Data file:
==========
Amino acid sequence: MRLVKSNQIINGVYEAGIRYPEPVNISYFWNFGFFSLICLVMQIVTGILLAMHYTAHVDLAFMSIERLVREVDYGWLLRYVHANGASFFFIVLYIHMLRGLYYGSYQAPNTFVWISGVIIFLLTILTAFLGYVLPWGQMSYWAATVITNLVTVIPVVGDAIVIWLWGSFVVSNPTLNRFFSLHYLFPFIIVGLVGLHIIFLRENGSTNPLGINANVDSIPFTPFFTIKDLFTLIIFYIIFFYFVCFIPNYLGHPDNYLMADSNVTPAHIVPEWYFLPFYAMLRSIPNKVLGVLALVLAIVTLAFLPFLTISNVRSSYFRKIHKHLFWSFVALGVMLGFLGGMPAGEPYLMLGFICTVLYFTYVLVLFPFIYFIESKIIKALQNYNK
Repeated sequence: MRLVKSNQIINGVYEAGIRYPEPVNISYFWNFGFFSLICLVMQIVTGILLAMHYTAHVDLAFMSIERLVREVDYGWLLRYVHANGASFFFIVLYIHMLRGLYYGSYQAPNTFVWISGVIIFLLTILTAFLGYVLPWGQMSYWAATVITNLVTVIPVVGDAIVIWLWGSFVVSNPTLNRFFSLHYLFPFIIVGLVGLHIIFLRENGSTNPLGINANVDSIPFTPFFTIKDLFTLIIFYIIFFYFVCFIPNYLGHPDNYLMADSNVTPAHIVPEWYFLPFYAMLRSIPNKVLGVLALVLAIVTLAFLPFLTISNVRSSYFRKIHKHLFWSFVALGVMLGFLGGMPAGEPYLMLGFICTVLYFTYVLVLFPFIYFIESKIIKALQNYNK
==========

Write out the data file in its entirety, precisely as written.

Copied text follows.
Amino acid sequence: MRLVKSNQIINGVYEAGIRYPEPVNISYFWNFGFFSLICLVMQIVTGILLAMHYTAHVDLAFMSIERLVREVDYGWLLRYVHANGASFFFIVLYIHMLRGLYYGSYQAPNTFVWISGVIIFLLTILTAFLGYVLPWGQMSYWAATVITNLVTVIPVVGDAIVIWLWGSFVVSNPTLNRFFSLHYLFPFIIVGLVGLHIIFLRENGSTNPLGINANVDSIPFTPFFTIKDLFTLIIFYIIFFYFVCFIPNYLGHPDNYLMADSNVTPAHIVPEWYFLPFYAMLRSIPNKVLGVLALVLAIVTLAFLPFLTISNVRSSYFRKIHKHLFWSFVALGVMLGFLGGMPAGEPYLMLGFICTVLYFTYVLVLFPFIYFIESKIIKALQNYNK
Repeated sequence: MRLVKSNQIINGVYEAGIRYPEPVNISYFWNFGFFSLICLVMQIVTGILLAMHYTAHVDLAFMSIERLVREVDYGWLLRYVHANGASFFFIVLYIHMLRGLYYGSYQAPNTFVWISGVIIFLLTILTAFLGYVLPWGQMSYWAATVITNLVTVIPVVGDAIVIWLWGSFVVSNPTLNRFFSLHYLFPFIIVGLVGLHIIFLRENGSTNPLGINANVDSIPFTPFFTIKDLFTLIIFYIIFFYFVCFIPNYLGHPDNYLMADSNVTPAHIVPEWYFLPFYAMLRSIPNKVLGVLALVLAIVTLAFLPFLTISNVRSSYFRKIHKHLFWSFVALGVMLGFLGGMPAGEPYLMLGFICTVLYFTYVLVLFPFIYFIESKIIKALQNYNK